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In these times of uncertainty, it is easy for us to feel out of control, especially when our healthy lifestyle, such as our sport and exercise routine, is affected. A sudden unwanted disruption to our autonomy in our routines can create a temporary helpless feeling[1] in us that will hinder any motivation and creativity to blossom. Such is the case with the new addition within our society, Mr. Covi*. Yes, I decided to give it a cute name so as to start seeing it as a minor obstacle to work around rather than a threat.

Does the lack of access to gyms mean that we can’t keep practicing our sport/fit and healthy?

Having COVID present doesn’t have to sabotage our sport/exercise activities. In fact, with technology in place, there are countless possibilities of what one can do to stay on track with one’s sport or exercise routines.

So, what else can we do to keep fit and healthy while heeding the new advice about staying at home as much as possible?

There are endless amount of bodyweight exercises which do not need any equipment and can give you a great workout e.g. burpees, jumping jacks, push-ups, lunges, bridges etc. A quick online search can give you endless variations from beginner to advanced workouts.

In the case I want to have more intensity, what equipment can I use?

Cheap equipment (e.g. resistance bands or dumbbells) can provide a full body workout which can be bought online and delivered to your door. If financially you may be struggling, household items can also be used successfully e.g. filled back pack, water jug or reuseable grocery bag, books, among others.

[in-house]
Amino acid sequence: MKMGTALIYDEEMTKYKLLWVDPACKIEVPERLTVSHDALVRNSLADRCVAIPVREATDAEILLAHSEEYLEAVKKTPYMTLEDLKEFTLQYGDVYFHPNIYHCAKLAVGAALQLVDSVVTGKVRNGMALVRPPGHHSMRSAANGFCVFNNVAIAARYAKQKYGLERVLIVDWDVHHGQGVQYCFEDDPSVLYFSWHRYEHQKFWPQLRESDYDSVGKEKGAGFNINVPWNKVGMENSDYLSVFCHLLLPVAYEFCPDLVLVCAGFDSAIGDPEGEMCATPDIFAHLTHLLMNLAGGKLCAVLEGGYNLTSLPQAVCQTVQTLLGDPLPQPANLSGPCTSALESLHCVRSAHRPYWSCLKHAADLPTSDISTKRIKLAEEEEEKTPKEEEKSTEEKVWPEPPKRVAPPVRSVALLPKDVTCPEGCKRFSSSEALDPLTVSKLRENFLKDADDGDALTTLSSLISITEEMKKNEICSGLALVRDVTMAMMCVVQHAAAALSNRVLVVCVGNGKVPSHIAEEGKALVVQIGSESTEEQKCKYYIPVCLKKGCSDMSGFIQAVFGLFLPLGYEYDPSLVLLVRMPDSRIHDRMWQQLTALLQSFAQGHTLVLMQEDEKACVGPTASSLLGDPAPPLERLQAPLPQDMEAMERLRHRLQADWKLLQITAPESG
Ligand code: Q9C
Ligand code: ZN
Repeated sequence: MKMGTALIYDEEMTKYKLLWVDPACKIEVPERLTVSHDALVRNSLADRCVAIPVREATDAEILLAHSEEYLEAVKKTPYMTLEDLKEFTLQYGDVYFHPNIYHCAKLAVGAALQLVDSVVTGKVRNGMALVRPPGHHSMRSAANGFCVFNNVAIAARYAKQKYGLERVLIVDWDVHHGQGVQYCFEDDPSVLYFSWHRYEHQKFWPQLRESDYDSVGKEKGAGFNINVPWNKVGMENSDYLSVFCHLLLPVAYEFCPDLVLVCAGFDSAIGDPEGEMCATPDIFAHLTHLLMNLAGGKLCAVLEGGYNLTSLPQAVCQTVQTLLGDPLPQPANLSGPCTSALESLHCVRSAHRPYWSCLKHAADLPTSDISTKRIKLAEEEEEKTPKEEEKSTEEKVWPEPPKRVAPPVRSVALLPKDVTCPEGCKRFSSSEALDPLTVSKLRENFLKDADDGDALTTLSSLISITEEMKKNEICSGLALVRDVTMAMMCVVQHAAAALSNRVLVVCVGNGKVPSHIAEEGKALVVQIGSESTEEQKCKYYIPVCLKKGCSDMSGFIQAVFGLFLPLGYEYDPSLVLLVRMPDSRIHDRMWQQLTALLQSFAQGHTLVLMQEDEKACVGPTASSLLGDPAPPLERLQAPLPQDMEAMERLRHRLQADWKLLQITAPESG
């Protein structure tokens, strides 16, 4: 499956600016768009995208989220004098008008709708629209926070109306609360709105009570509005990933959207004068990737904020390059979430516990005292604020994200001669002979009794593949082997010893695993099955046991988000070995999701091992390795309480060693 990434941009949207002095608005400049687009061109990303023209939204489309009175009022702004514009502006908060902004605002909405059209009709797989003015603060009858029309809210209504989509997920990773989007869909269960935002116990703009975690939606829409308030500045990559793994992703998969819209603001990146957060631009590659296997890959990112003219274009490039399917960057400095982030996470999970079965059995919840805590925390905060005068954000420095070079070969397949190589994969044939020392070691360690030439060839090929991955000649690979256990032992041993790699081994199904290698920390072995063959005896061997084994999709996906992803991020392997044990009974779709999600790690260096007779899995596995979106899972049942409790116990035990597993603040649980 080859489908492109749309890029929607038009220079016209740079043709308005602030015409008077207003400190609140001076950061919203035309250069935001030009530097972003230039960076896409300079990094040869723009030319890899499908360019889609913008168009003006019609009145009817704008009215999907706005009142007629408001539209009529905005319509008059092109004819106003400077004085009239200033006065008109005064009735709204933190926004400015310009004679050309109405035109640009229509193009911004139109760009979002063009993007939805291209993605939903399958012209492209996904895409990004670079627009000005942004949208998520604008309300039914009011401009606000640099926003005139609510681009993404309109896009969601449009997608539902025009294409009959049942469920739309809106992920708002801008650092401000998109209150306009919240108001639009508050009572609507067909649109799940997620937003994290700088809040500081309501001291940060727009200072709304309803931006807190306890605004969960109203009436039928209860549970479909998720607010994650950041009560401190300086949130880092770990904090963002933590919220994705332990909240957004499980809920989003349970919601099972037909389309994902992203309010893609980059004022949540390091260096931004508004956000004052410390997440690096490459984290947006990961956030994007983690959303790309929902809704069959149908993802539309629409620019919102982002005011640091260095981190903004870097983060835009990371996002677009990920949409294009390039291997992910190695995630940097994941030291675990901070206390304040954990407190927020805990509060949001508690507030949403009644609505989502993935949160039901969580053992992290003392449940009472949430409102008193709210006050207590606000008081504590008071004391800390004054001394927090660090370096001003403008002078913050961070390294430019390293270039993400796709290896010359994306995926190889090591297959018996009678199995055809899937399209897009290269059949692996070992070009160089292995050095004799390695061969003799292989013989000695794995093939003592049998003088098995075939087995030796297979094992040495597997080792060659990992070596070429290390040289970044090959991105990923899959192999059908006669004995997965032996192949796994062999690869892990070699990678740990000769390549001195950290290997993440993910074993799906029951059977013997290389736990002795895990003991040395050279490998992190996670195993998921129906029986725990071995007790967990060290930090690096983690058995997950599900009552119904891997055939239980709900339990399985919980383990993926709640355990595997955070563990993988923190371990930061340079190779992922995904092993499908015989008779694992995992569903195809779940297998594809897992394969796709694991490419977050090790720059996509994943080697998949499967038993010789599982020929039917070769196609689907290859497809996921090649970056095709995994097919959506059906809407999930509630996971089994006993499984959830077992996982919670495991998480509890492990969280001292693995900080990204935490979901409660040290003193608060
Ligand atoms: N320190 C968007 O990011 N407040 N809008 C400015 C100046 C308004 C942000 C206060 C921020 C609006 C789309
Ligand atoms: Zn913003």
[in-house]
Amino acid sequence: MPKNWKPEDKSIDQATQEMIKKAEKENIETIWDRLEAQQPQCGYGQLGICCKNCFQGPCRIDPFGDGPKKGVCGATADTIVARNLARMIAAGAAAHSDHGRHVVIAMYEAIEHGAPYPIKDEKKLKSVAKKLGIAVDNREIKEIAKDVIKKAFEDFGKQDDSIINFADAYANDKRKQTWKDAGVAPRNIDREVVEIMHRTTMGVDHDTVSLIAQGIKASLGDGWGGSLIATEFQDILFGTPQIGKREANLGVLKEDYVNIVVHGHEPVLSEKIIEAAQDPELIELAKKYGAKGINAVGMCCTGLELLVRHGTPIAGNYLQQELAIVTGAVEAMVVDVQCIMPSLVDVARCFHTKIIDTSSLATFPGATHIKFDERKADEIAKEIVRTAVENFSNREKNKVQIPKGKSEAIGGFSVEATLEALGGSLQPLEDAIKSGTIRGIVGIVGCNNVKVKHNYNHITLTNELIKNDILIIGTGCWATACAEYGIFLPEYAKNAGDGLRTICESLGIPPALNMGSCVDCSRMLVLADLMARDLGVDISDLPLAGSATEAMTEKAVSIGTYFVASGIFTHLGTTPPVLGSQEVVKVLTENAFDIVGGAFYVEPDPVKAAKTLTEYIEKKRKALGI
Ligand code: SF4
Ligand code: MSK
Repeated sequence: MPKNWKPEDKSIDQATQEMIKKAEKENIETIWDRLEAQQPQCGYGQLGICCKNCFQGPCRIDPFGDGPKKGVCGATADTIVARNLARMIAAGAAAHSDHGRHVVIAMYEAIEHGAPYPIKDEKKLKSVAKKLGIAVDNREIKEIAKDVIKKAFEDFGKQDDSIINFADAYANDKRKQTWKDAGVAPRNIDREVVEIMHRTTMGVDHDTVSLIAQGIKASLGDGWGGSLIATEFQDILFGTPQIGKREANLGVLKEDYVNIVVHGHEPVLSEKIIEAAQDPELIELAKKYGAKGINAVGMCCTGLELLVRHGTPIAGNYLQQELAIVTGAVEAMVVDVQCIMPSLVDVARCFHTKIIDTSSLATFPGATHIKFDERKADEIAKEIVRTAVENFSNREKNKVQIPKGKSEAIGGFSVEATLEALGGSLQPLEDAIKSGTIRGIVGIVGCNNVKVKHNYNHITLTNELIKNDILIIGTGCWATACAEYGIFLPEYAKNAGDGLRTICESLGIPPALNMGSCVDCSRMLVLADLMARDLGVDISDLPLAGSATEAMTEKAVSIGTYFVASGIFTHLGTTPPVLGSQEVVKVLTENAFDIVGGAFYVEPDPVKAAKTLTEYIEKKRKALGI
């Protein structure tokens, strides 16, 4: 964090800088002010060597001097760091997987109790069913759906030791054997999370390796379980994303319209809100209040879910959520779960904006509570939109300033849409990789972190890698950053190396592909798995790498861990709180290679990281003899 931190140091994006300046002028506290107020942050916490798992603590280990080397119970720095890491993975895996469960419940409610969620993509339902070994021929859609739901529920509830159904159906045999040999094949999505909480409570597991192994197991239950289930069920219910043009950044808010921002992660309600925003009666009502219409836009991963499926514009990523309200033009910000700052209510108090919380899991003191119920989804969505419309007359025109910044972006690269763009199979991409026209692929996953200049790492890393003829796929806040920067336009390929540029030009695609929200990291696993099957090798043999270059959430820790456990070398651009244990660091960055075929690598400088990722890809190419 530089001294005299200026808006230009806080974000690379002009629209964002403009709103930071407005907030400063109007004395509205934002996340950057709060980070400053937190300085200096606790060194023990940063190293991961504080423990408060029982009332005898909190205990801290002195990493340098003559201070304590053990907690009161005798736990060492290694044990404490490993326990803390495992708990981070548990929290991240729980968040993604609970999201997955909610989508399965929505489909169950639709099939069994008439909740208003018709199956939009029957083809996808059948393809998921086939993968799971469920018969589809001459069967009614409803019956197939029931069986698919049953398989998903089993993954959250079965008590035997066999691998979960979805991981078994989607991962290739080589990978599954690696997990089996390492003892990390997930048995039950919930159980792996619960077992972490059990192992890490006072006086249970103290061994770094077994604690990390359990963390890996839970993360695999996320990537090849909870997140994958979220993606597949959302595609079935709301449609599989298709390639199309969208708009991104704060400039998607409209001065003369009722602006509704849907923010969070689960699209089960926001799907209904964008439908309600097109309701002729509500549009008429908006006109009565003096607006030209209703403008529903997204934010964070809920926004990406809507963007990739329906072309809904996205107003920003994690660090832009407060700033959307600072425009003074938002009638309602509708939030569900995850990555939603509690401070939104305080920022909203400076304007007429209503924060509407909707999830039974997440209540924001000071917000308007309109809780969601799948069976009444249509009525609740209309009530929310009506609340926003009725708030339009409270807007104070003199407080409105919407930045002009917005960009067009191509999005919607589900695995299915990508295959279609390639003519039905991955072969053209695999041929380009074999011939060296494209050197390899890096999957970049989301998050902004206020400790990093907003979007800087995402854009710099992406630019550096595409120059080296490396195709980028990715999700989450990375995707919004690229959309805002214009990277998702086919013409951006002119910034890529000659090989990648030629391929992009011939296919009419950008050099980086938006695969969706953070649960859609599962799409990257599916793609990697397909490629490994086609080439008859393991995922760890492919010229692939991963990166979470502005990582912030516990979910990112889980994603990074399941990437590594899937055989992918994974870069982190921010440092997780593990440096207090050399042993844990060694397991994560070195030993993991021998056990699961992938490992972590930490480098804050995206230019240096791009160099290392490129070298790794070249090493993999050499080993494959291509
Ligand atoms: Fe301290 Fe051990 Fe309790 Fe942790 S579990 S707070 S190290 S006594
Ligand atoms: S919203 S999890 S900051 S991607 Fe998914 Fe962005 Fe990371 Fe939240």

What if I get really bored working out inside?

Nature is a great alternative to practicing some exercise (e.g. walking, running, cycling, tennis, badminton) and as a time for some mental clarification, as long as you follow the health guidelines. Bonus: wearing a weighted vest or ankle weights during walking can increase intensity.

How can I still feel I form part of an exercise/sport community/team?

Keeping in touch with your coach (if you have one) is key. Firstly, it can be an ideal space where you can target weaknesses that have been put aside. Secondly, I’ve seen some local and foreign dedicated coaches who are providing digital recorded workouts, daily/weekly training regimes, and possibility of skype/zoom/team workouts which can still retain that community feel.

What if I’m used to having a gym-buddy to keep my exercise motivations high?

In this case, stay in touch with each other through video calling; either timing the workout to be done at the same time or keeping each other informed of the daily workout and how you got on with it.  

Sometimes having children with me can be difficult to find time to have an exercise session. What can I do?

Try to include family members and make it as a family bonding session or challenge each other to increase motivation for engagement.

Are there any other resources I can use that feel more like playing a game rather than exercise?

Home video game consoles, old gifts/purchases (e.g. table tennis or even a simple ball will do) or even everyday house objects are great alternatives to include some fitness in your day with an element of fun. Check this out: https://whatmomslove.com/kids/active-indoor-games-activities-for-kids-to-burn-energy/

What other recommendations can you provide at such restrictive times?

Use this time to start working on your mental fitness, e.g. mental imagery/visualisation, breathing exercises etc. If you don’t know how to do these try getting in touch with a sport/exercise/performance psychologist for some helpful tips.


[1] Deci, E. L., & Ryan, R. M. (1987). The support of autonomy and the control of behavior. Journal of Personality and Social Psychology, 53(6), 1024–1037

Bernice Sant is a Performance Psychologist and a keen fitness and sport enthusiast who’s in her final stage of a Professional Doctorate in Sport and Exercise Psychology. Her research and interest focuses on areas relating to anxiety, resilience, physical activity motivation and behaviour, self-reflection, existentialism, mindfulness, nutrition, behaviour change and sport injury rehabilitation.”